Memory doesn't work that way (we think). Mostly because (we think) memory doesn't actually exist. By "we think" I mean "the current scientific understanding available to us in the literature". The truth is that memory is still a mystery. Absolutely nobody understands what memory is or how it works. As such, we don't understand memory nearly well enough to answer your question with any certainty.
However, working off current theories of memory, I'll give a broad answer: If humans lived forever (or a being lived forever but had a human-like brain), then they would be able to remember the most important and/or emotionally-impacting events of their lives forever.
Memory likely doesn't exist. It's not a physical "thing" that can be measured. From what I have available to me, memory is actually a series of firing neurons in the brain. That is, when you remember something, you're just convincing your brain to re-fire that neural pathway that was fired once before. But if memory is a mystery, then willful recollection of past events is basically an enigmatic black-magic box. Whenever we think or feel, neurons push closer together or pull further apart - very slightly. This allows the "signals" between the neurons to be stronger or weaker. Rinse and repeat with the estimated 100,000,000 (hundred million) neurons in the human brain, and you get an absurdly complex pattern of near-infinite pathways. When we say a "memory fades", we mean "that pathway no longer exists", or rather "those neurons are no longer in the right order to be fired again".
As such your question begins with a false assumption: memory does NOT fade across time. It seems like that to us, but it's not true. What's happening is we have more thoughts, experiences, and emotions which pushes and pulls those neurons closer or further away, and the firing patterns change. It's these changes which make it "more difficult to recall" a memory. But that's not the memory fading, it's the brain adapting to new experiences. It's changing neural pathways, not a "fading memory".
But people who experience emotionally-engaging (that is, "ferociously active neural experiences") events are more likely to remember them because those neural pathways were set hard. This can be positive or negative: falling in love or a vicious rape; getting a promotion or being mugged; getting married or getting divorced; a first kiss or losing a friend. Whatever is intense neurally is going to "cement a pathway" - ie, push and pull those neurons in a way that the firing signals are strong. When these "neural pathways" are set, (a) it takes way more effort to change them (either an equally intense experience, like head trauma, or a crap ton of mundane experiences), and (b) people are more likely to continually recall (re-fire and re-cement) those pathways.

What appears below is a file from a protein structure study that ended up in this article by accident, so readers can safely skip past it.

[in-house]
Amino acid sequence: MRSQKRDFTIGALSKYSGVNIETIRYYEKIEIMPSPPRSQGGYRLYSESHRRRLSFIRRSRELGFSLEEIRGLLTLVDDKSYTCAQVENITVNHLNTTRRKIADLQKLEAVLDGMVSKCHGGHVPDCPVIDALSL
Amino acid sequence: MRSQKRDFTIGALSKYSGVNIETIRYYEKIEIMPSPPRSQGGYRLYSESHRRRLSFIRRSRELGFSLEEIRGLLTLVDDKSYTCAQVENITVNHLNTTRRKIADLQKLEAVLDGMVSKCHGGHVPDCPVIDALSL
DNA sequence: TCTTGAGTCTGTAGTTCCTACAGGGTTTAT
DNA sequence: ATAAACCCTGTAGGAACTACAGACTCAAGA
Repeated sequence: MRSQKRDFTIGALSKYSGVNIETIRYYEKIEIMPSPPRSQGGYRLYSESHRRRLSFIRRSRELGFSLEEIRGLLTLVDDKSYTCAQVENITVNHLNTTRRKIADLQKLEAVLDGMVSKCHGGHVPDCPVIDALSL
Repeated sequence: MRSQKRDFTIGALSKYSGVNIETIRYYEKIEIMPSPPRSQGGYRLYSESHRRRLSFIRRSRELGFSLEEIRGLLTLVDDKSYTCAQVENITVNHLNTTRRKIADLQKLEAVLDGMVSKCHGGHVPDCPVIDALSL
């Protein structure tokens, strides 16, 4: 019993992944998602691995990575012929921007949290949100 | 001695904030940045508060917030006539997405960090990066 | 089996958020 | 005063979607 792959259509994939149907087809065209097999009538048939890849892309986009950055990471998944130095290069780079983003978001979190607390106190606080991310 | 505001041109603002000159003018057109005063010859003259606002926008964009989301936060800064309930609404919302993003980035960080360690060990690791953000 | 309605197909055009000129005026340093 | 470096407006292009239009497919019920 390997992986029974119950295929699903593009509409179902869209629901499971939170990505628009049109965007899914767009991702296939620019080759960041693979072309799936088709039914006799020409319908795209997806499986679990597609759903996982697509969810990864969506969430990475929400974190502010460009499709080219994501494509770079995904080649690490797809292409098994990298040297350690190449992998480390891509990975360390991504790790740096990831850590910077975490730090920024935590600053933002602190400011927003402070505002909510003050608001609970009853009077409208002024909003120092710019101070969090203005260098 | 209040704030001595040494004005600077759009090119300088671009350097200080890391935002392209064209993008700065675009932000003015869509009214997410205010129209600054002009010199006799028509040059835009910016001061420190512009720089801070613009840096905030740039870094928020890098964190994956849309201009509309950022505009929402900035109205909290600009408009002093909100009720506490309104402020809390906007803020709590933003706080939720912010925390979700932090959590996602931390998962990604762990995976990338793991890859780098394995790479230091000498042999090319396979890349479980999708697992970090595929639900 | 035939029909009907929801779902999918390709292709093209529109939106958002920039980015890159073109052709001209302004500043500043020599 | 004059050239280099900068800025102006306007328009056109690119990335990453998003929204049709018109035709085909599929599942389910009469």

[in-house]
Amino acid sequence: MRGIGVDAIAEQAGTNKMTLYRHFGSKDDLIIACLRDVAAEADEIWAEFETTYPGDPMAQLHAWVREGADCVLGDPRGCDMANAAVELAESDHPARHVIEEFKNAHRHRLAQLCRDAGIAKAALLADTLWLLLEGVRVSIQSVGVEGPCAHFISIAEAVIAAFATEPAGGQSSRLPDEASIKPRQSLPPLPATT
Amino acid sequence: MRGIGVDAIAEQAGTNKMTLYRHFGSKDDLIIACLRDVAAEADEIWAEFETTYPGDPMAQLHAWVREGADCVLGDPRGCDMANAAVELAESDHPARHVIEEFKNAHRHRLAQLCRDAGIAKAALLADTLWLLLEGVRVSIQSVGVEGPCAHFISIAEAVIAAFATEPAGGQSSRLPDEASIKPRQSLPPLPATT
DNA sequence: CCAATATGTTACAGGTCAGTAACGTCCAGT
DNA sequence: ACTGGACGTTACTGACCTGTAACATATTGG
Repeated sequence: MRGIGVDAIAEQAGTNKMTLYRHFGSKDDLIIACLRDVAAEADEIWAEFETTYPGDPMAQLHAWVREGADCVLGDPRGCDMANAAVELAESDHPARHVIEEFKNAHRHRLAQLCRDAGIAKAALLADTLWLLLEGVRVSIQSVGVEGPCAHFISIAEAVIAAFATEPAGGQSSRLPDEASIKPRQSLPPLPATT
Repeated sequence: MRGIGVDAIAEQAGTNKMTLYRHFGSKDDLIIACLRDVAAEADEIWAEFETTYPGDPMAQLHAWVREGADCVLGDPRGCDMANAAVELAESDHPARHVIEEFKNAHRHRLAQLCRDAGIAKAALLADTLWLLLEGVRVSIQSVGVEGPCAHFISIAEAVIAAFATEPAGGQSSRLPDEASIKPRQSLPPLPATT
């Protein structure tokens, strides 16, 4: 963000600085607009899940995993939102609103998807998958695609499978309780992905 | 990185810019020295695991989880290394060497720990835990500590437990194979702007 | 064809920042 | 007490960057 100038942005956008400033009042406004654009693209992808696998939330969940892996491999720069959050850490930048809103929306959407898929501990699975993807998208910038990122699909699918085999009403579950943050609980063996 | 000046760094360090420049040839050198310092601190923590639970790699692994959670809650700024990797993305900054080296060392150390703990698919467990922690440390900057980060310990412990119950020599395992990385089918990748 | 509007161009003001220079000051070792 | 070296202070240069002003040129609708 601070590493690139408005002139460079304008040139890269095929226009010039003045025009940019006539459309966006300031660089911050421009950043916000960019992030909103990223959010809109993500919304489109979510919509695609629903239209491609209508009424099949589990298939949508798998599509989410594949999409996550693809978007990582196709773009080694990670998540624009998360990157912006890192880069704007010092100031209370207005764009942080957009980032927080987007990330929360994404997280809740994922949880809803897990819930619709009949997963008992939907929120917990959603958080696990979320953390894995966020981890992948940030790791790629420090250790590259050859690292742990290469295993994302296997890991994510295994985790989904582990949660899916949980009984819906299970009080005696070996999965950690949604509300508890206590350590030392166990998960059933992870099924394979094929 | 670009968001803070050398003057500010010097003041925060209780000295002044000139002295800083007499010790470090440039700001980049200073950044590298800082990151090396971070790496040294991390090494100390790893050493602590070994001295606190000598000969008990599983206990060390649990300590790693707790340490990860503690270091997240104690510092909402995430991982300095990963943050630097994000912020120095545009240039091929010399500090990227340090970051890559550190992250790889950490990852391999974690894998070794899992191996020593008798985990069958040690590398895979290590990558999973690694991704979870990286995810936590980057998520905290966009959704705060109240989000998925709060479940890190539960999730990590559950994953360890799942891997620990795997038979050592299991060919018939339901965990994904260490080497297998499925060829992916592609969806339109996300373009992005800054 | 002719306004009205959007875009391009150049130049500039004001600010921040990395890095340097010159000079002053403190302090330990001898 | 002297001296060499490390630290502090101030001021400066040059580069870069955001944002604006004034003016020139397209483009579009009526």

By "continually recall" I don't mean "directly think about the experience", but "build upon those pathways by re-firing parts of them". For example, after falling in love, you're more likely to keep kissing, hugging, holding, cuddling, talk with, go on dates/share experiences with that person. So those pathways in your brain are building upon the prior experience. So it is on the negative side: the abused child runs from trusting others, the raped woman avoids mutually shared experiences with men, the PTSD victim has panic attacks, etc. To fall out of love takes a lot (either a "strong" experience, like catching them cheating on you with your best friend, or a lot of weak experiences, like "we just kinda drifted away.... for the last decade"). Similarly, to overcome trauma also takes a lot (either a "strong" experience, such as religious or medically-intervened solution, or a lot of weak experiences, like working day-in and day-out to control and push back the PTSD until it finally disappears).
So, you see, if a human-like brain were to continue indefinitely, so long as that neural pathway holds, the memory will hold. As such the "important things" (ie things you keep thinking / reciting to yourself), and "emotional things" (ie strong experiences) will last indefinitely. It takes new experiences to slowly pull those neurons closer together or further apart.
That's how you can forget what you ate for breakfast but remember that douchebag from 2nd grade like it just happened five minutes ago.
Final Note - you'll never run out of capacity.
If this theory of memory is correct, the brain can hold about 100,000,000! memories (about one hundred million factorial). Most calculators will give you an error or just say "infinity" if you try to calculate that.
A few years ago, for the novelty of it, I did an estimated calculation of this value. I forget what it was precisely, but I was able to estimate that if you formed a trillion memories for every atom in the universe at a rate of a trillion times per second, then after a trillion years you would finally accomplish 1% of the total number of neural pathways your brain could handle at one time.
So no, you'll never "run out of space". There's always room to hold onto what's important while adapting to new experiences ... even if you keep living until the end of the universe :)